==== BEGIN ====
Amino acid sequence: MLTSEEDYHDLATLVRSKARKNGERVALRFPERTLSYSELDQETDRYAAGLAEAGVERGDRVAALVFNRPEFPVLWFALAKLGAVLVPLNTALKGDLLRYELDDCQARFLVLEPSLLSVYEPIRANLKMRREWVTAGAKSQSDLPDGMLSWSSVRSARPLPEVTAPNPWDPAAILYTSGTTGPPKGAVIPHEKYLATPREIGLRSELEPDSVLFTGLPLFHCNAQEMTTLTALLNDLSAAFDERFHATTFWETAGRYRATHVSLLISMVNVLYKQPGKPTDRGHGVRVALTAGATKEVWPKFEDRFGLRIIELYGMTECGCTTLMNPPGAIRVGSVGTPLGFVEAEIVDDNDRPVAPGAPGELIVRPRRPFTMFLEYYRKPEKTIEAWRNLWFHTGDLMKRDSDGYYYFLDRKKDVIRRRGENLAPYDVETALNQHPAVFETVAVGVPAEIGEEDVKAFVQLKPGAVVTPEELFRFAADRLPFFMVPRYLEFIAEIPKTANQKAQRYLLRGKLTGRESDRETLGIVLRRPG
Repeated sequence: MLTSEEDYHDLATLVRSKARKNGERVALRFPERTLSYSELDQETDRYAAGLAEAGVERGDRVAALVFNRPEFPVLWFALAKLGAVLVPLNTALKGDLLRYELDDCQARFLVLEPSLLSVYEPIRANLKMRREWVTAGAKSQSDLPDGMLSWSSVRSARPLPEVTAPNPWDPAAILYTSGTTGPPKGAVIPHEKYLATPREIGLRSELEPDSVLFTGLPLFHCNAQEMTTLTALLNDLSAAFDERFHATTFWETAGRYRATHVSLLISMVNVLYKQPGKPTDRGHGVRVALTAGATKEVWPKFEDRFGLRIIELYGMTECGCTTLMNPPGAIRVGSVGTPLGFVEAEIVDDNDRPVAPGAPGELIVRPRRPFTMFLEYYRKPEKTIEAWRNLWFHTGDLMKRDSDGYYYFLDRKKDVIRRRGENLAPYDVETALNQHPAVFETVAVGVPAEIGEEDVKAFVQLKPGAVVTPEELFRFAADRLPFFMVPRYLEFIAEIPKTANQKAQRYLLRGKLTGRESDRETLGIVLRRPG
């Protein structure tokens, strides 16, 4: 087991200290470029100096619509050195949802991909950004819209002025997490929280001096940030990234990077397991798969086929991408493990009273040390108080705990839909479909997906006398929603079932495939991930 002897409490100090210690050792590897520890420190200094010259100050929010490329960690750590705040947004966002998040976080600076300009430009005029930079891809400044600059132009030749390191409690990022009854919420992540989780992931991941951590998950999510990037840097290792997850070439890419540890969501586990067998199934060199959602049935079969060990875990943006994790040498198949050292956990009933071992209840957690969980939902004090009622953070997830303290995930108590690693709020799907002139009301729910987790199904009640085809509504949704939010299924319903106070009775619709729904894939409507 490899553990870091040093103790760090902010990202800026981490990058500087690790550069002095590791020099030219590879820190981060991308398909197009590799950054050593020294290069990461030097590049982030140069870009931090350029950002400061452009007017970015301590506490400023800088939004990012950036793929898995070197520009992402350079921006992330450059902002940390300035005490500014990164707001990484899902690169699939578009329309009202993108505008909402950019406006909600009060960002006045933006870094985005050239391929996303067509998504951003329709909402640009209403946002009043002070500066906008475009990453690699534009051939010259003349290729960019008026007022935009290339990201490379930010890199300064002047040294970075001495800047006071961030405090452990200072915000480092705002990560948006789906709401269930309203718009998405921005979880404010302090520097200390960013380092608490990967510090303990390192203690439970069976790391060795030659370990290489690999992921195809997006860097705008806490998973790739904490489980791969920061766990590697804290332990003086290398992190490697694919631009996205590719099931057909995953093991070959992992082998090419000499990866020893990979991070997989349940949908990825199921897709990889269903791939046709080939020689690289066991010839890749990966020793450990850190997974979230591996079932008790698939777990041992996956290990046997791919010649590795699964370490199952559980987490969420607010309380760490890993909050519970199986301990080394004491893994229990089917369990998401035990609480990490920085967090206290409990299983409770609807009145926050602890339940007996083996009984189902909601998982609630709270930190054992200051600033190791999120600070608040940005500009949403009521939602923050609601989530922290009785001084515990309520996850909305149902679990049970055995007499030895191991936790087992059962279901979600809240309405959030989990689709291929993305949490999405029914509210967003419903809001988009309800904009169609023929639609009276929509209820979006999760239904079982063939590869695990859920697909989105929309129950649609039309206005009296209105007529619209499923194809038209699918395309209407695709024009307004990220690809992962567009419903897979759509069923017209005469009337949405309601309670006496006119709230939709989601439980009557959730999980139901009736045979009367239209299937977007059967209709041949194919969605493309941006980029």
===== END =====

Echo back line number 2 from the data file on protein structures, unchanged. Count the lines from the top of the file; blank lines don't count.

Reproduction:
Repeated sequence: MLTSEEDYHDLATLVRSKARKNGERVALRFPERTLSYSELDQETDRYAAGLAEAGVERGDRVAALVFNRPEFPVLWFALAKLGAVLVPLNTALKGDLLRYELDDCQARFLVLEPSLLSVYEPIRANLKMRREWVTAGAKSQSDLPDGMLSWSSVRSARPLPEVTAPNPWDPAAILYTSGTTGPPKGAVIPHEKYLATPREIGLRSELEPDSVLFTGLPLFHCNAQEMTTLTALLNDLSAAFDERFHATTFWETAGRYRATHVSLLISMVNVLYKQPGKPTDRGHGVRVALTAGATKEVWPKFEDRFGLRIIELYGMTECGCTTLMNPPGAIRVGSVGTPLGFVEAEIVDDNDRPVAPGAPGELIVRPRRPFTMFLEYYRKPEKTIEAWRNLWFHTGDLMKRDSDGYYYFLDRKKDVIRRRGENLAPYDVETALNQHPAVFETVAVGVPAEIGEEDVKAFVQLKPGAVVTPEELFRFAADRLPFFMVPRYLEFIAEIPKTANQKAQRYLLRGKLTGRESDRETLGIVLRRPG